HOW CAN ONE SPACE JOIN TWO HEMISPHERES?

University Queensland

MAKE A JACARANDA.

Washington, DC

1,300 SQFT

COMPLETED 2012

Awards

2012 Merit Award for Interior Architecture from AIA DC

Exhibitions

2013 AIA Emerging Professionals Exhibition

Publications

Architecture DC, Fall 2012: "Inside Story: Three Office Interiors, S, M, L"

Archi-versus, July 16, 2012: "University of Queensland, Washington DC"

plusMood, July 12, 2012: "University of Queensland, E/L Studio"

Project Gallery

The University of Queensland's campus in St. Lucia is famed for its jacaranda trees: their springtime flowering is a key cultural and environmental event in the life of the campus.

To collapse the distance between this new marketing-focused office space in Washington, D.C., and the central campus in Australia, we clad the office’s central space in perforated wood screens featuring an abstracted pattern of the jacaranda in bloom.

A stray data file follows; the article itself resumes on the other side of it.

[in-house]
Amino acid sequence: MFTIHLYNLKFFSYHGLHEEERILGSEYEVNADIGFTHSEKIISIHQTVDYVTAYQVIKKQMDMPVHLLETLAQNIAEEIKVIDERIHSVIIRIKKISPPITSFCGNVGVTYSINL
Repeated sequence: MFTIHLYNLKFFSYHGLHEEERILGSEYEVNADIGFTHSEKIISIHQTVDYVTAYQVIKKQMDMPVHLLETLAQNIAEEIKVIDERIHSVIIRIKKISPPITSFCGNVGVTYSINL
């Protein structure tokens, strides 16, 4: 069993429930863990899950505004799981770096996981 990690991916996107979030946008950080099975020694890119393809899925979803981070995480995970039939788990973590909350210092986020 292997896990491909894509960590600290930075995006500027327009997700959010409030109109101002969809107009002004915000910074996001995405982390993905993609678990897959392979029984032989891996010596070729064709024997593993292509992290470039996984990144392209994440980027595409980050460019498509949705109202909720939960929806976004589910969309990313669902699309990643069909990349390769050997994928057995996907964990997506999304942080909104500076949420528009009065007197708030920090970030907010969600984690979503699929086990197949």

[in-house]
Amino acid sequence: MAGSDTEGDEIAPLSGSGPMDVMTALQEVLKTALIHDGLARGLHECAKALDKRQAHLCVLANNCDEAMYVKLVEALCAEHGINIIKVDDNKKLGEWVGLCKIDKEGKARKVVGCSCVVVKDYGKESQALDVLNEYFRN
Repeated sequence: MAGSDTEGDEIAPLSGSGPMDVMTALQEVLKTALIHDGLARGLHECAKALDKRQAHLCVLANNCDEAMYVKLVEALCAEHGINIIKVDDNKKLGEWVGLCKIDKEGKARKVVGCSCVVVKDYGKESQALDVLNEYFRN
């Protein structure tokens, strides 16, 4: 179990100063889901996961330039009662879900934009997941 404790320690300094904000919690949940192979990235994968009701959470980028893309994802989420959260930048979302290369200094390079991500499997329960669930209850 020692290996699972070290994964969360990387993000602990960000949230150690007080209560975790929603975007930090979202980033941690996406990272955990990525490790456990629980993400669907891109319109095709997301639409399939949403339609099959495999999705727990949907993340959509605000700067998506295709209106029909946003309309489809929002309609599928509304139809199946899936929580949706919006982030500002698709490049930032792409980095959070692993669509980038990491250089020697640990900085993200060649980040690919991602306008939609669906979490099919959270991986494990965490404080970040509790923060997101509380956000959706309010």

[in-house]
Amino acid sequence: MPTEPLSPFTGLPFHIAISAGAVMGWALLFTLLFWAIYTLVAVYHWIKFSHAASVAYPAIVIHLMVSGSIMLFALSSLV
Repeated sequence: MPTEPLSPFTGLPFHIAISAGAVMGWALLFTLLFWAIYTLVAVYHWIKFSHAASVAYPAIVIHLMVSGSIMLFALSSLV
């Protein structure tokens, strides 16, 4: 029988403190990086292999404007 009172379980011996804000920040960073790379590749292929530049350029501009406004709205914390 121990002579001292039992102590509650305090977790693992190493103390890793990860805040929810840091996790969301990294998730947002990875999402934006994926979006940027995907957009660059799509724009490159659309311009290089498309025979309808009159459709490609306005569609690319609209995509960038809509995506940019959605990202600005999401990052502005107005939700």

Entry space diagram.

The central space binds and connects all of the secondary spaces: office, conference and work rooms. There is no additional circulation; all movements pass through the central space.

The central space controls the flow through the office, so movement always passes through the multihemispheric jacaranda grove.

Other spaces are kept neutral to allow the jacaranda to shine.

Interchangeable, modular furniture design keeps the office space clean and flexible.

When the screen panels are backlit, there is the sensation of viewing the flowering tree.

Viewed from inside the offices where screens are layered with transparent glass walls, there is the sensation of looking through a jacaranda grove.

The space projects the University’s identity and experience through an act of architectural and environmental branding.

Hot-desking in the multipurpose room.